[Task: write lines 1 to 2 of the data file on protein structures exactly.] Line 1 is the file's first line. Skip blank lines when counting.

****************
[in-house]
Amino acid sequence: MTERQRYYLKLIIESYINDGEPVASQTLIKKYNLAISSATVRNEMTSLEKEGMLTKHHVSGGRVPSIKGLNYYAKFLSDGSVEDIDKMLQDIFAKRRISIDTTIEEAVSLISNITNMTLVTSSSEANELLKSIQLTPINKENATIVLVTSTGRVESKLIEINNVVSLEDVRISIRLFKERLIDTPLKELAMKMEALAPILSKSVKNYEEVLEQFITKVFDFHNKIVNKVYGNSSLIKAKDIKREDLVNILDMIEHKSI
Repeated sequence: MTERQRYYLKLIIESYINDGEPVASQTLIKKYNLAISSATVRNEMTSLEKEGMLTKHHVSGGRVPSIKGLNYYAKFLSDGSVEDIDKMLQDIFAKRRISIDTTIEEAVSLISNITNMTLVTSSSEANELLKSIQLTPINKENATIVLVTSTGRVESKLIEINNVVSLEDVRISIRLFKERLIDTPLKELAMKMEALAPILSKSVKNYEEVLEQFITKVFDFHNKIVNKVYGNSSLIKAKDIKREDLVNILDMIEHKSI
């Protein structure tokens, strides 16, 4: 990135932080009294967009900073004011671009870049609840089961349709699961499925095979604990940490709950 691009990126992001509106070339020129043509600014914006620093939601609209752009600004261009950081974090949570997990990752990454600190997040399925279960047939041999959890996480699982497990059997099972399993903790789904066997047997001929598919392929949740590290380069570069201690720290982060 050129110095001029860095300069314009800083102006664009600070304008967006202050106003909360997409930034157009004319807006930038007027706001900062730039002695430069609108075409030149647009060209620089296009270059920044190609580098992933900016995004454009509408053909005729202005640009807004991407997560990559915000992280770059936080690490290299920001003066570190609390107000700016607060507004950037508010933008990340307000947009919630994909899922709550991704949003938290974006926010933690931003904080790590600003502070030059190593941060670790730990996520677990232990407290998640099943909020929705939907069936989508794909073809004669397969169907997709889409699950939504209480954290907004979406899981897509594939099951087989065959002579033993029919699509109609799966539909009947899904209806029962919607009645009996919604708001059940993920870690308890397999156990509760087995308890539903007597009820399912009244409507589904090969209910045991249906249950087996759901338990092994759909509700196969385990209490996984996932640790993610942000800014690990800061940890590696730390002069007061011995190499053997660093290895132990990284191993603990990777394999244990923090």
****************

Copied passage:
[in-house]
Amino acid sequence: MTERQRYYLKLIIESYINDGEPVASQTLIKKYNLAISSATVRNEMTSLEKEGMLTKHHVSGGRVPSIKGLNYYAKFLSDGSVEDIDKMLQDIFAKRRISIDTTIEEAVSLISNITNMTLVTSSSEANELLKSIQLTPINKENATIVLVTSTGRVESKLIEINNVVSLEDVRISIRLFKERLIDTPLKELAMKMEALAPILSKSVKNYEEVLEQFITKVFDFHNKIVNKVYGNSSLIKAKDIKREDLVNILDMIEHKSI